heavy bleeding period
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Heavy Menstrual Bleeding: Signs, Symptoms and Treatment

Holly Bridges is an author and advocate for minimally invasive gynecology and alternatives to hysterectomy. In today’s guest post, Holly gives us the rundown on the different signs, symptoms and treatment for heavy menstrual bleeding.
Written by Holly Bridges

In this article /

    heavy bleeding period

    First of all, thanks to the wonderful staff at the DivaCup for allowing me to guest blog this week! The DivaCup is a fabulous way for women to measure and cope with their flow. Thanks again!

    Now on to the topic at hand …

    The curse. Aunt Flo. Big Red. Whatever you call it, bleeding once a month is what we do as people who menstruate, whether we like it or not.

    For some of us, menstruation is nothing more than an annoying, inconvenient, sometimes painful reminder of our potential to make a baby, while for others, like me, and millions of other women around the world, menstruation was, or is, a bloody nightmare that can lead to heavy, or abnormal, uterine bleeding.

    • Imagine wearing an adult diaper, a superplus tampon and an overnight pad while chairing an executive board meeting.
    • Imagine meeting your future husband’s best friends for the first time and leaving a red stain on their expensive white chair when you stand up to leave.
    • Imagine sleeping on an air mattress on your bedroom floor three nights each month to avoid leaking blood all over your mattress.
    • Imagine leaking blood into your shoes when you stand up to greet a new client for the first time.
    • Imagine being told your life could be in danger if you have one more period like the one you had the month before.

    These are not fictitious accounts created for dramatic effect or to capture attention; they are true stories I experienced myself, or heard from women who spoke with me for my book, The UnHysterectomy: Solving Your Painful, Heavy Bleeding Without Major Surgery.

    What amazes me most about the stories women have shared with me is that every one of them, without exception, thought their pain and bleeding was normal, something they “just had to put up with.”

    Some suffered for as long as seven to 10 years without seeking treatment, or were told by their doctors and gynecologists that it was “all in their head”.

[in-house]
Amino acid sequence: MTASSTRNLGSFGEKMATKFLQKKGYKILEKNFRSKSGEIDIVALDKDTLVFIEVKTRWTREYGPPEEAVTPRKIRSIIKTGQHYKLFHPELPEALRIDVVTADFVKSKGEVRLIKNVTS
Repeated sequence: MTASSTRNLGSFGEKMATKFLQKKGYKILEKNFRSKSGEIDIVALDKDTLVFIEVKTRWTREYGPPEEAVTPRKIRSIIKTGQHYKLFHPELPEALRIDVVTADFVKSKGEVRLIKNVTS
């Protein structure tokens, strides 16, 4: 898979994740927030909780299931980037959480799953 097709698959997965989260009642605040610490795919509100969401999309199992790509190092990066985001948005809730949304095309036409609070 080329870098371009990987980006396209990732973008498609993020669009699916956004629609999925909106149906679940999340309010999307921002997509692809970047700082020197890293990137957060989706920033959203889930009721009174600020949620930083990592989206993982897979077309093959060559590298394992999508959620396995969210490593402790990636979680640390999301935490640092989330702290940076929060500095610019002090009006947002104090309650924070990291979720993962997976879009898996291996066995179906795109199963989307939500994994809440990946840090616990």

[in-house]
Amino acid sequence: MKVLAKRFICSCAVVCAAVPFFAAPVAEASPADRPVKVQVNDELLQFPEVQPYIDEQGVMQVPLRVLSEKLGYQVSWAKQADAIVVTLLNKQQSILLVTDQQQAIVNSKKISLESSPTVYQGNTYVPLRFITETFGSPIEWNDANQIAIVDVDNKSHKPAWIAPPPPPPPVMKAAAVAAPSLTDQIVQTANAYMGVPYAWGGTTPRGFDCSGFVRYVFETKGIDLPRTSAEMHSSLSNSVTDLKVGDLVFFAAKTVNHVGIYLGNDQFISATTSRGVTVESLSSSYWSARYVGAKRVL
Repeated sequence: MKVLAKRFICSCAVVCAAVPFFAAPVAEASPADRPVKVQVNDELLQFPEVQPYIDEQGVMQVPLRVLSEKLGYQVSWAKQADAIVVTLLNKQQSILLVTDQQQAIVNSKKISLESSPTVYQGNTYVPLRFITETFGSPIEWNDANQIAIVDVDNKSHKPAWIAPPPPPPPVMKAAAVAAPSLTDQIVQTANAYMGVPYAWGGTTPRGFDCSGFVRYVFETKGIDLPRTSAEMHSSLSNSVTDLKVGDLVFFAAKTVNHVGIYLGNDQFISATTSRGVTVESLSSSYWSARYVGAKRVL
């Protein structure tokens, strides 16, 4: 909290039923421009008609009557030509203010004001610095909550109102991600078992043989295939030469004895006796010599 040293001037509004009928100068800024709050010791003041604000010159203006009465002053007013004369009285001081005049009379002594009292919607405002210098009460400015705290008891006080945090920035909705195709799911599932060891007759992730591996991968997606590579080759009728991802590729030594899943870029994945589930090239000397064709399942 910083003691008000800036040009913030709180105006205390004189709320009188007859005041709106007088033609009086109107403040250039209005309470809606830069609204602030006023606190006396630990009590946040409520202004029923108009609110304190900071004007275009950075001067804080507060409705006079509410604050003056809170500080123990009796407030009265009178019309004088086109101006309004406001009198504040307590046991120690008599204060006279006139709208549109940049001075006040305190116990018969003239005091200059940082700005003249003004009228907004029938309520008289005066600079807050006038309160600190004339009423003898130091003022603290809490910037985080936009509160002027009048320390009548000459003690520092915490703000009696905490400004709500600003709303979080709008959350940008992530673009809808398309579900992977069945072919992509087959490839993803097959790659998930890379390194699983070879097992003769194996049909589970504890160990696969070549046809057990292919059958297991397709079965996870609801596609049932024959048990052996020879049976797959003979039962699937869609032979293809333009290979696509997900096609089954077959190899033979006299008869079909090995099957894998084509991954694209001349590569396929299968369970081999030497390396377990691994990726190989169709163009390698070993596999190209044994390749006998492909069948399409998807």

Here’s a news flash, gals – it’s not normal to bleed that much!

    Heavy menstrual bleeding, now a medically-accepted clinical term under new treatment guidelines published by the Canadian Society of Obstetricians and Gynecologists (SOGC) and the American College of Obstetricians and Gynecologists (ACOG), is “the direct cause of a significant health care burden to women, their families and society as a whole” affecting up to 30 percent of women of reproductive age.

    In Canada, heavy menstrual bleeding is now defined as “excessive menstrual blood loss which interferes with the woman’s physical, social, emotional and/or material quality of life … [that] can occur alone or in combination with other symptoms.”

    What can influence our periods?

    • Hormones
    • Stress
    • Being overweight or underweight
    • Exercising too much
    • Certain medications and
    • Certain health conditions

    What causes heavy menstrual bleeding?

    With the exception of certain conditions such as ovarian, uterine or cervical cancer, which can produce abnormal uterine bleeding even after menopause, most heavy menstrual bleeding can be attributed to other, more benign conditions such as:

    • Fibroids (non-cancerous tumours, what I had). Fibroids account for more hysterectomies in Canada than any other disease.
    • Adenomyosis (thickening of the uterus)
    • Endometriosis (where uterine tissue grows outside the uterus)
    • Polyps (benign masses)
    • Cysts
    • Polycystic ovary disease
    • Uterine hyperplasia (when the lining of the uterus becomes too thick) and
    • von Willebrand disease

    Signs and Symptoms

    No two women menstruate alike so it’s very difficult to quantify exactly what constitutes heavy menstrual bleeding. The SOGC has published definitions on page S6 of its new guidelines, published in the May issue of the Journal of Obstetrics and Gynecology.

    Generally speaking, however, here are some signs and symptoms of heavy menstrual bleeding to watch for:

    • Having to change your pad or tampon every hour or filling a menstrual cup every 2-3 hours.